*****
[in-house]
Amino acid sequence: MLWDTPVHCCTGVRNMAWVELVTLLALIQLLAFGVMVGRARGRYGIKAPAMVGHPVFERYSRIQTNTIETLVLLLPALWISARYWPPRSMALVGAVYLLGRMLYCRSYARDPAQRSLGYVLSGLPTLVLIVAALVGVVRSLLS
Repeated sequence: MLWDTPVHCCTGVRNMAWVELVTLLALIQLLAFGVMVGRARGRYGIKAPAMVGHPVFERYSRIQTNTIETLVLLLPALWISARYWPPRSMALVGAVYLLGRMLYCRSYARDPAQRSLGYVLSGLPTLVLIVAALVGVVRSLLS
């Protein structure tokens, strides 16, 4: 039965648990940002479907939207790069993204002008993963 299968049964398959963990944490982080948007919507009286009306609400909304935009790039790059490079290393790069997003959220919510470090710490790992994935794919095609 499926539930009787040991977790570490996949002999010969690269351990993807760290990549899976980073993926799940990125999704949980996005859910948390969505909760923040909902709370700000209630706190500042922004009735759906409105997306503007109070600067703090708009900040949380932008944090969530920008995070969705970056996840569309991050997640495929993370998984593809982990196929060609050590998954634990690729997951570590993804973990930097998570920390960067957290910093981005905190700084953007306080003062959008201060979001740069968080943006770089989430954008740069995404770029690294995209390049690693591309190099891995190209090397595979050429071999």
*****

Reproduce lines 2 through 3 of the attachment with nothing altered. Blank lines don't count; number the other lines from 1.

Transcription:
Amino acid sequence: MLWDTPVHCCTGVRNMAWVELVTLLALIQLLAFGVMVGRARGRYGIKAPAMVGHPVFERYSRIQTNTIETLVLLLPALWISARYWPPRSMALVGAVYLLGRMLYCRSYARDPAQRSLGYVLSGLPTLVLIVAALVGVVRSLLS
Repeated sequence: MLWDTPVHCCTGVRNMAWVELVTLLALIQLLAFGVMVGRARGRYGIKAPAMVGHPVFERYSRIQTNTIETLVLLLPALWISARYWPPRSMALVGAVYLLGRMLYCRSYARDPAQRSLGYVLSGLPTLVLIVAALVGVVRSLLS